Dietary guidance on nutrition
Dietary guidance should consider the cost and enjoyment of food in addition to nutrient content, according to Professor Adam Drewnowski, research leader of innovative approaches for the prevention and treatment of obesity.
His lecture, organised by The Dairy Council, aimed to provide an insight into
alternative nutrient profiling and food labelling methods, specifically the Naturally Nutrient Rich Food Index.
This awards individual foods with a specific score based upon the contribution that 2000kcals-worth of food makes to daily nutrient requirements for 14 key
nutrients. The NNR index finds that foods very high in energy tend to be less nutrient rich, so for example, oils and sweets etc score poorly where fruits, vegetables, meats and dairy score well. The goal was to help consumers select naturally nutrient rich foods and help to make each calorie count. In this way, the more nutrient-dense options could be balanced with less-dense options as part of the everyday diet.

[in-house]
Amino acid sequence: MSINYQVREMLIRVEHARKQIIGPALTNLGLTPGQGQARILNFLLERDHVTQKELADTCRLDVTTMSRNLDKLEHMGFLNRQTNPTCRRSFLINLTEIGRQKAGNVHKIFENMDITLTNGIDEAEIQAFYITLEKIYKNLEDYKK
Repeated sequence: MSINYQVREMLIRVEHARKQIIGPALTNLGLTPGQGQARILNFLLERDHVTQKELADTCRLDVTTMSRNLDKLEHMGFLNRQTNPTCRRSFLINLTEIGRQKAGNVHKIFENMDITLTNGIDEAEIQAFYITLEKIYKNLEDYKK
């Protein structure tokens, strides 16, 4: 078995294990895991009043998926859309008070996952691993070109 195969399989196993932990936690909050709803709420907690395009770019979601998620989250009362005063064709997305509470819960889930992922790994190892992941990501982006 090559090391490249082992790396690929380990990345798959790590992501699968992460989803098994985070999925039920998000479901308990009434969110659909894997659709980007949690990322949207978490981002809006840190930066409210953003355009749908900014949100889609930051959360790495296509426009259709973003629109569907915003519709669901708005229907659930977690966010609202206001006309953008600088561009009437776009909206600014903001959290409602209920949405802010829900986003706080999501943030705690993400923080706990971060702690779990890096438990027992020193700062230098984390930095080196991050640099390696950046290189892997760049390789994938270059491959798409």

This model differs from other proposed models (such as the Food Standards Agency’s Ofcom model), which focus on negative or unhealthy nutrients first before positive or healthy nutrients. In addition to looking at nutrient content of foods, Professor Drewnowski and colleagues looked at the cost of foods relative to energy and nutrient content and found that nutrient rich foods tend to be more expensive, where energy dense foods tend to be cheaper. Foods such as fish, shellfish, raspberries and mangoes score highly using the FSA model, however, these foods are an unlikely choice for a low income family due to their high cost. In contrast, foods such as cheese and yoghurt (which score poorly on the FSA’s model) are both nutrient rich and are available to those on a strict budget.
In conclusion, Professor Drewnowski suggested that low incomes and the high prevalence of obesity could be linked by cheaper energy dense foods.